If you thought that only people were capable of feeling love, it’s time to rethink your opinions. Your cat isn’t sliding up to you and nuzzling at your leg simply because they want food. Animals are ruled by more than just their natural instincts. So pet owners have been saying for years, and now so say the scientists. In a recent study conducted at Oregon State University’s College of Agricultural Sciences, researchers probed the depths of feline affection. If their conclusions are right, it’s a well that runs very deep indeed. If you’re tired of the naysayers telling you that your cat only shows you affection as a means to get what they want, now you have exactly the evidence you need to prove them wrong.
Are Cat’s Capable of Genuine Affection?
Love… it’s a human emotion, right? That warm, fuzzy feeling in your belly, that sense of undying attachment, that unfailing loyalty… it’s just a people thing, surely? Nope. All these years we’ve been thinking our cats only cuddle up to us as a way of getting us to give them food, shelter, and water, we’ve been wrong. Cats are capable of showing affection for many, many reasons, surprisingly few of which are based on a desire to protect and serve their best interests. The idea that dog is man’s best friend and man is cat’s best servant took a bashing recently when a team of researchers at Oregon State University’s College of Agricultural Sciences published a report in the scientific journal, Current Biology, that suggests that cats form an attachment to their human caregivers that’s remarkably similar to the one forged by children and dogs.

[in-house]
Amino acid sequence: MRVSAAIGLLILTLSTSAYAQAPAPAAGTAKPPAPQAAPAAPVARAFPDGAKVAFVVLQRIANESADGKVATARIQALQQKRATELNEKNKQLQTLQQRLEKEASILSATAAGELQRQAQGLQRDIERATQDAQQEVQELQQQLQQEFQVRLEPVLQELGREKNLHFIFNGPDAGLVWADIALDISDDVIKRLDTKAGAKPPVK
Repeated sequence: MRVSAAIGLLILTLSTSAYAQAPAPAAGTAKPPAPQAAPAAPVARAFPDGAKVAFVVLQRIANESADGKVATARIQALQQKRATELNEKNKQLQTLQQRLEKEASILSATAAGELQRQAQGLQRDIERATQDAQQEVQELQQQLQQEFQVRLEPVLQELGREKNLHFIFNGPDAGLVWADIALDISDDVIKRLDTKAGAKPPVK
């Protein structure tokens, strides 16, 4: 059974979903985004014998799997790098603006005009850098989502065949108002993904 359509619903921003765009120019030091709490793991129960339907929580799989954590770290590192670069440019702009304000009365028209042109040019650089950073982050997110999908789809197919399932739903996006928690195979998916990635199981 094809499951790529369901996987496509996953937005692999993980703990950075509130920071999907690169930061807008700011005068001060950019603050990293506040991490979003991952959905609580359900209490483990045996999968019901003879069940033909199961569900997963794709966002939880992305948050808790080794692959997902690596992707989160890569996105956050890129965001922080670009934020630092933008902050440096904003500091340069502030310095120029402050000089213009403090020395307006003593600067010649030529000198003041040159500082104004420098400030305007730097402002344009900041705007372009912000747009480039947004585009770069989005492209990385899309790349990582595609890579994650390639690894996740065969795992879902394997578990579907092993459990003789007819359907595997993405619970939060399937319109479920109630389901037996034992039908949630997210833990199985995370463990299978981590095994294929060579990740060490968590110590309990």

According to oregonstate.edu, the study is the first of its kind to conclusively demonstrate that cats display the same main attachment styles as babies and dogs. “In both dogs and cats, attachment represents an adaptation of the child-caretaker bond,” the study’s chief author, Kristyn Vitale, claims. “Attachment is a biological behavior. Our study suggests that when cats live in a state of dependency with a human, the majority of cats use humans for comfort.”
As part of their research, the OSU researchers selected a group of willing feline participants to work with. The test group consisted of both adult cats and kittens. They began by conducting a “secure base test” to study the cats’ attachment behaviors. The test ran along the same lines as those that have been conducted on young children and dogs to determine the equivalent. During the test, the cats were treated to 2 minutes in an unfamiliar room with their owner. After that, they were left for 2 minutes alone, before spending 2 minutes being reunited with their owner. Their behaviors and responses were noted at all times by the researchers.